Posted in Graphic Resources

Found Ephemera

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Collage graphic created for a story about Frances Georgina Scott Barrett.

I have found that a compelling graphic is a great way to attract attention to a family story. In the example above, a cousin shared her portrait of Frances giving me an opportunity to embellish a story I was writing about her time in Mississippi. The collage shows a map of the area in Mississippi where the family settled and the riverboat adds a bit of “atmosphere”.

Finding these elements isn’t difficult, but it can be time consuming. Vintage design elements are perfect for these projects. And, there are lots of public domain sources available for them. Yes, it took a bit more time and effort to build my project, but I don’t have to worry about legal problems or spend a lot of money for commercial licenses.

Start with what you’ve got. Family letters, envelopes, journal pages, even pages from old ledgers or deposit receipts can become interesting design elements. Scan blank ledgers or diary pages to use behind your own journaling. Old tags, note cards and other ephemera can also be put to good use. Photograph jewelry against contrasting paper to make it easy to “extract” the item from the background and use it on a page. Yes, it will take time to do these things, but once created they can be used over and over again in different projects.

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Advertisement in a 19th century tourist guide.

Lots of periodicals from the late 19th century can be found at Project Gutenberg, Internet Archive and Google Books. You can find some gorgeous illustrations in magazines like Harper’s Weekly, Colliers and Scribners, and quite possibly something related to the area or period of time you are documenting in your project. I found architectural journals with plans and sketches of some of our local buildings. There is also a wealth of graphic ornaments. And don’t forget the advertisements either. You might find a business or product advertised that fits into your family story.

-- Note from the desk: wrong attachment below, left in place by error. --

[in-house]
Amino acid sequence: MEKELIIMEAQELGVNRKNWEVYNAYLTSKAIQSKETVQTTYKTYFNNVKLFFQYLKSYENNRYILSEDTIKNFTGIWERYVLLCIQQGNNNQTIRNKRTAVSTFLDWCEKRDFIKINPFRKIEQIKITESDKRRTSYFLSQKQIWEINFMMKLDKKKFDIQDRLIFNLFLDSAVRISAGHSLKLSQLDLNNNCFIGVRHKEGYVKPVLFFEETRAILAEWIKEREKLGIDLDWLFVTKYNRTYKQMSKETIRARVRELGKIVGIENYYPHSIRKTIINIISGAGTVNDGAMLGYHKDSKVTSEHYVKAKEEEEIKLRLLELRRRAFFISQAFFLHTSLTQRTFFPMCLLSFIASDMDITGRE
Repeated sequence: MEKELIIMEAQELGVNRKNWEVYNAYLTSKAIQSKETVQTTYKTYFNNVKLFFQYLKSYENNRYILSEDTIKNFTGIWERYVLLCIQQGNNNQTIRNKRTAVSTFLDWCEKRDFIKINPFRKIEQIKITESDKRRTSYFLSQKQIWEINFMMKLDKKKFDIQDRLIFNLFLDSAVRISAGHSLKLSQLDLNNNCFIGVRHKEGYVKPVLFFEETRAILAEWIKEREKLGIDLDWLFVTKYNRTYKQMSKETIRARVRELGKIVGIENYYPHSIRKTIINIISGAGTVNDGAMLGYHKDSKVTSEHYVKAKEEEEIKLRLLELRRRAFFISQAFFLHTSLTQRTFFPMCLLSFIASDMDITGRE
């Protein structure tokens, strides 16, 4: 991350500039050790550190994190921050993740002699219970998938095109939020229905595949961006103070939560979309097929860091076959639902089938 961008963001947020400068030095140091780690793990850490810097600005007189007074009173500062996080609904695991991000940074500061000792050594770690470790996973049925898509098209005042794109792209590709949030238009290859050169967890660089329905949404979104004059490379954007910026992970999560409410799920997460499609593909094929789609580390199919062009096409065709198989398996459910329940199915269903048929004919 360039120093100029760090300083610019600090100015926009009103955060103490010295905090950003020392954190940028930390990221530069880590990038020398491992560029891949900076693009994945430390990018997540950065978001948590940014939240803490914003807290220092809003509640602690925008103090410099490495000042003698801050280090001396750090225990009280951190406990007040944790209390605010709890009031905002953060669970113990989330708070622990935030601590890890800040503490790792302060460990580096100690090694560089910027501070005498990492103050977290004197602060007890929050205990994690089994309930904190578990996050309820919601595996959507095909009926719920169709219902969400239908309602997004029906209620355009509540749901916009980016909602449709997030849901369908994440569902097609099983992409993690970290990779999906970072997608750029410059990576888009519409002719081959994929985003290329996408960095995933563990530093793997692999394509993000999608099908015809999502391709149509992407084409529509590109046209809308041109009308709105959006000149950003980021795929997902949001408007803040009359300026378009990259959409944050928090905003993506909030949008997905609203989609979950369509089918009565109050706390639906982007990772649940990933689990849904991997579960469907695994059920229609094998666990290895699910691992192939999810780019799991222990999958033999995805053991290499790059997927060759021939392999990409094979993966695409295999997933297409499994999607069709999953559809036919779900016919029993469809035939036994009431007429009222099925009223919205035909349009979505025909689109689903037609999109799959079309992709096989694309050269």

Flickr, the photo-sharing platform, is a fabulous resource. At Flickr Commons you will find photo and graphic collections from archives, museums, libraries and organizations around the world. Flickr’s search feature is impressive and even makes it possible to restrict your search to public domain images.

You may find vintage clipart online at the digital scrapbooking shops. Before purchasing, check their licensing/terms of use policy. If they don’t say anything about online and PDF usage, ask. I’ve had good luck with the growing number of graphics shops on Etsy like EclecticAnthology and Swiejko. One of my favorite sources is graphic designer, Cathe Holden, and her divine Just Something I Made blog. She’s always doing something creative and she not only shares her project ideas, but she shares all kinds of design elements too. You’ll find a lot of these graphic “sheets” in her Scribd library.

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While you may need to learn additional skills – especially in the area of screen capture – you will find many ways to put these new skills to good use. And, you’ll craft a family history that is truly unique. It’s well worth the effort!